Should the government meet the same legal standard when obtaining digital information stored on third party servers – including the contents of messages sent through web-based email providers – as when seizing information stored at a suspect’s physical home or office?
That question goes to the heart of recent legislation proposed by Senate Judiciary Committee chairman Patrick Leahy (D-Vermont).
Last week Leahy introduced new privacy protections to the Electronic Communications Privacy Act of 1986. Among other changes, the proposed legislation would require the government to get a probable-cause warrant in order to obtain information stored in the digital cloud.
“Since the Electronic Communications Privacy Act was first enacted in 1986, ECPA has been one of our nation’s premiere privacy laws,” said Leahy in a prepared statement. “But, today, this law is significantly outdated and out-paced by rapid changes in technology and the changing mission of our law enforcement agencies after September 11. Updating this law to reflect the realities of our time is essential to ensuring that our federal privacy laws keep pace with new technologies and the new threats to our security.”
Under the current version of ECPA, government officials may acquire data from internet service providers without showing probable cause that a crime was committed as long as the content in question has been stored on a third-party server for 180 days or more. In such a case, the government need only show that it has “reasonable grounds to believe” the information would be pertinent in an investigation.
That part of the act is a holdover from a time when e-mail wasn’t stored on servers for a long time, but instead was held there briefly on its way to the recipient’s inbox.
Government officials could still obtain some information, such as customer name, address and session length via administrative or grand jury subpoena under the proposed changes.
Many privacy groups and Internet and technology based businesses have been pushing for the proposed changes.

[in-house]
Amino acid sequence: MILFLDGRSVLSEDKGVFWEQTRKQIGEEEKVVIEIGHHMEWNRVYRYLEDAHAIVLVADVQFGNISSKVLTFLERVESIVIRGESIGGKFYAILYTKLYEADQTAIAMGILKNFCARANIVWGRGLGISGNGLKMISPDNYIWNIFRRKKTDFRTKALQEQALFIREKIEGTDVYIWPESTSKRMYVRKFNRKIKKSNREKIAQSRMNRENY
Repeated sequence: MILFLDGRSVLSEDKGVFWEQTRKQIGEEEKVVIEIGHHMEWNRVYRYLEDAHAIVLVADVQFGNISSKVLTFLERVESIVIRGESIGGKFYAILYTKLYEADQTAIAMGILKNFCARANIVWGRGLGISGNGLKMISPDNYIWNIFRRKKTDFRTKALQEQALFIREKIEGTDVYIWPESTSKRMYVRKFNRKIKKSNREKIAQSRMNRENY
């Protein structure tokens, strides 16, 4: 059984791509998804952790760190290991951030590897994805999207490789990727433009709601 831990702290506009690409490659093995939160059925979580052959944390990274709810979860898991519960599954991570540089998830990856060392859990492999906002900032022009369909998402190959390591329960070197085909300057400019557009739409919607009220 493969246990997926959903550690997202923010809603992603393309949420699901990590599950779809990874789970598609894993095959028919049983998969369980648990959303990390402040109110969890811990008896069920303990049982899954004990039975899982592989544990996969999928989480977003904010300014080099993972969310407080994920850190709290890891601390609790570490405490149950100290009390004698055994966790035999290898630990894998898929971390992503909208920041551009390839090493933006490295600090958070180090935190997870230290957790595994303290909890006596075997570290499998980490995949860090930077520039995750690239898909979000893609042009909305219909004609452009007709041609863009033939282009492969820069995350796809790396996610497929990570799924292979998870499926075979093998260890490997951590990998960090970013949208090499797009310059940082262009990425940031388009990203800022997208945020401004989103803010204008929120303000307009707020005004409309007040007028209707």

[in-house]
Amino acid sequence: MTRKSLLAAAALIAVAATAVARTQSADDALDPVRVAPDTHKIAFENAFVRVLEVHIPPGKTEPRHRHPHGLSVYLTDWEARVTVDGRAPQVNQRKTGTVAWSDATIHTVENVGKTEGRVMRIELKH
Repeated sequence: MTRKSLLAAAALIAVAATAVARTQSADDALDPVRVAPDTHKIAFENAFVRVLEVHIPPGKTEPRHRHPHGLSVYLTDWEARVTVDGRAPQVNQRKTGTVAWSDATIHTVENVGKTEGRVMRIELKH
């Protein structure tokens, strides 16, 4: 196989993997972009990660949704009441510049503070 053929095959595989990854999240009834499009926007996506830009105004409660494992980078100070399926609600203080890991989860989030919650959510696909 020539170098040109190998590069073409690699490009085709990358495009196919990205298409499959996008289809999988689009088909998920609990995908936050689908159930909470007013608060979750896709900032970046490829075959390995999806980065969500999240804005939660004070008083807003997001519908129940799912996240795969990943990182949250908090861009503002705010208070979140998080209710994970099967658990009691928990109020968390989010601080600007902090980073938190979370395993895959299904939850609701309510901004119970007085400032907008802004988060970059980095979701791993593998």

“This is a good bill and long overdue,” said Jim Dempsey, of Digital Due Process, a consortium of groups like the ACLU, Americans for Tax Reform, Google and Microsoft. It makes no sense to have one standard for personal data stored at home or on an office and another for data stored on the server of a person’s favorite email provider, he said. “That statute was written in 1986, which is light-years ago in Internet time,” he added.
Nicole Black, of Fiandach and Fiandach and author of an upcoming book on cloud computing to be published by the American Bar Association agreed with the need to update the ECPA, but expressed doubts about how effective Leahy’s proposed changes will be.
Instead of making specific changes – such as the one regarding web-based email – the lawmakers would be better off establishing a broad framework for what the government can and can’t do when it comes to communications technology privacy. To do otherwise is to risk a law’s rapid obsolescence, she added. Technology continues to evolve at a furious pace and as soon as one legal thicket is cleared, new ones will inevitably emerge to take its place.
The Leahy bill, which has not yet been sent to committee for review, makes other changes ECPA as well.
It would, for example, require the government to get a probable-cause warrant to obtain real-time cell phone location data, but would not require it if authorities request location data from the past – something Dempsey says makes no sense. “That is just as intrusive, “ he added. Still, he feels the overall bill is quite good.
The public should not expect to see the bill made into law in the immediate future, however. A representative from Leahy’s office said that the Senator is working to shore up additional support for the legislation from both sides of the aisle, and has not yet scheduled the bill for Committee consideration.